Reflecting on the mechanical diversions of Polytechnic Institutions in general Dickens observed, ‘we think of a people formed entirely in their hours of leisure’ by such places as ‘an uncomfortable community’. Minds forged by the repetitive movements of ‘cranks and cogwheels’ could never replace the habitual sympathies acquired from more imaginative childhood amusements. Indeed there is something fundamentally untrustworthy, Dickens suspects, in this transformation of minds into machines:
We would be more disposed to trust him if he had been brought into occasional contact with a ‘Maid and a Magpie’; if he had made one or two diversions into the ‘Forest of Bondy’; or had even gone the length of a Christmas Pantomime. There is a range of imagination in most of us, which no amount of steam-engines will satisfy; and which The-great-exhibition-of-the-works-of-industry-of-all-nations, itself, will probably leave unappeased. The lower we go, the more natural it is that the best-relished provision for this should be found in dramatic entertainments; as at once the most obvious, the least troublesome, and the most real, of all escapes out of the literal world. (13)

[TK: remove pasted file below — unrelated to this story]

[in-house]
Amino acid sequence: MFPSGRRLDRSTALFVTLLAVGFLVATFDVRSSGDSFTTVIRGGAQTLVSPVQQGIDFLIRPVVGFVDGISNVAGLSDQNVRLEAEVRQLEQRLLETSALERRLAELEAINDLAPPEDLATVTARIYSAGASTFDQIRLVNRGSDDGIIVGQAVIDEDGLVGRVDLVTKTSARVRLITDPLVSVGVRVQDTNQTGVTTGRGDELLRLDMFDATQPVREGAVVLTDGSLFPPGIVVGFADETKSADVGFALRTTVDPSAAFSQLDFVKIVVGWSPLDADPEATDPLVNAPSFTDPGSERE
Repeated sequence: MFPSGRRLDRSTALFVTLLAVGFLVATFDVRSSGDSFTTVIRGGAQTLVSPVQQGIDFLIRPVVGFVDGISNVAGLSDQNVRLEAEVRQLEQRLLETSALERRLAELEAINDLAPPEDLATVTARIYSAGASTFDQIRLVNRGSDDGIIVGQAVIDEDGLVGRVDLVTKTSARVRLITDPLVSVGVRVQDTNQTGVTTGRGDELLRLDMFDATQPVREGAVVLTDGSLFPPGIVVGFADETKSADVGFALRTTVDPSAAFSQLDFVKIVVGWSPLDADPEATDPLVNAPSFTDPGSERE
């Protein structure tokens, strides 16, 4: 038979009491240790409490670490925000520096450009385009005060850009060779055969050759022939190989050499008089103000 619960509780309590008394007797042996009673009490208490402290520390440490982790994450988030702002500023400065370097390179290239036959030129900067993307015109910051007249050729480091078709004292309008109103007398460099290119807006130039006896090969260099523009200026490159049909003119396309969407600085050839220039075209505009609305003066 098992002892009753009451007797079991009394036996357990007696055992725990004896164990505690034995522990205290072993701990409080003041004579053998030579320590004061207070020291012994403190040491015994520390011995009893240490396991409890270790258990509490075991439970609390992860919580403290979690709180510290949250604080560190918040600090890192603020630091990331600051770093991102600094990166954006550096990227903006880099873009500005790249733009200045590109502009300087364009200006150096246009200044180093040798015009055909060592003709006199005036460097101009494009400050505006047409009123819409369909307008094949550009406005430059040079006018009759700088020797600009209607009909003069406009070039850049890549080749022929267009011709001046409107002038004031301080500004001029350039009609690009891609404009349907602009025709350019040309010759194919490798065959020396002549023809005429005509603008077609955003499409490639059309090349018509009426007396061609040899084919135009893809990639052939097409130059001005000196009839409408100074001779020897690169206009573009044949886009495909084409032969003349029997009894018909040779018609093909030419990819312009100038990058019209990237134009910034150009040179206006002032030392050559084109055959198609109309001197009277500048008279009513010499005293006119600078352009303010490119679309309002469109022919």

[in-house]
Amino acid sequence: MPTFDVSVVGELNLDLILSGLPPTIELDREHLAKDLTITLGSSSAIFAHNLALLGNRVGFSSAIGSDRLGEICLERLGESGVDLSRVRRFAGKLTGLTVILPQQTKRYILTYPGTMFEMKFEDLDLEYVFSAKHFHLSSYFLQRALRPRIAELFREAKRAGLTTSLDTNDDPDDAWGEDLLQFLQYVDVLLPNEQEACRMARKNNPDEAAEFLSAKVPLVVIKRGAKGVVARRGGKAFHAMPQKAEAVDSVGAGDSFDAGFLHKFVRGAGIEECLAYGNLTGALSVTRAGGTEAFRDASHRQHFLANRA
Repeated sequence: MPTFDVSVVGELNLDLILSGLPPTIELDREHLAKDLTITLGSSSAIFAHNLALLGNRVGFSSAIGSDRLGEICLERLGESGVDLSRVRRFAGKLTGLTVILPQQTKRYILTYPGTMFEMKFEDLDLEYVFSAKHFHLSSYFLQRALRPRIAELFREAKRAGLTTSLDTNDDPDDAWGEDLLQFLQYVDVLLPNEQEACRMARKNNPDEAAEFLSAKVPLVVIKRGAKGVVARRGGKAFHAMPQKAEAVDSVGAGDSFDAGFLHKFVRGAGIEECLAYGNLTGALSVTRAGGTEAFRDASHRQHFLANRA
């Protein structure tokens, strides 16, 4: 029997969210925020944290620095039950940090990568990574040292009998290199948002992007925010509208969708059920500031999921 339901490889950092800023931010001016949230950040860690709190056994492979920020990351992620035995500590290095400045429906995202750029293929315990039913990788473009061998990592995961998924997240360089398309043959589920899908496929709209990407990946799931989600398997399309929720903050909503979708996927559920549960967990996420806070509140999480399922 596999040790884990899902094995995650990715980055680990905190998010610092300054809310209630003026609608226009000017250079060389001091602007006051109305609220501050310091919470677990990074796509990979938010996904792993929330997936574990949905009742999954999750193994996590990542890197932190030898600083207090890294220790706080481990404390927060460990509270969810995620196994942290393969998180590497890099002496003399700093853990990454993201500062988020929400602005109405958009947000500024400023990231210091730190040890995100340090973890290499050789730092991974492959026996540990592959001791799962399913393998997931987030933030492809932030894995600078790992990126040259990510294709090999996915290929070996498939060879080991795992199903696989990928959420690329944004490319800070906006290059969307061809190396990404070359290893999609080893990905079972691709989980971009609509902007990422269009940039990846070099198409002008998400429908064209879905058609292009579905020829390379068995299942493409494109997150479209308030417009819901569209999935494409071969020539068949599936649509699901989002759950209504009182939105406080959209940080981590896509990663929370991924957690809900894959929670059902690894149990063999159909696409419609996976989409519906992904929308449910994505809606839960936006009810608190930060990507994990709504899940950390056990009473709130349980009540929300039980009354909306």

The risqué burlesque of The Maid and the Magpie, a play about thieving magpies, the orchestrated chaos of Christmas Pantomime, or trouble-free escapes into the ‘Forest of Bondy’ offered by the popular melodrama, Le Chien de Montargis, provide more comfortable collective experiences than the utilitarian functionalism of the Polytechnic's mechanical attractions. While equally ritualised and repetitive, formulaic theatrical amusements, Dickens argues, answer the ‘innate love’ that the ‘common People’ have for drama, which ‘nothing will ever root out’ (13).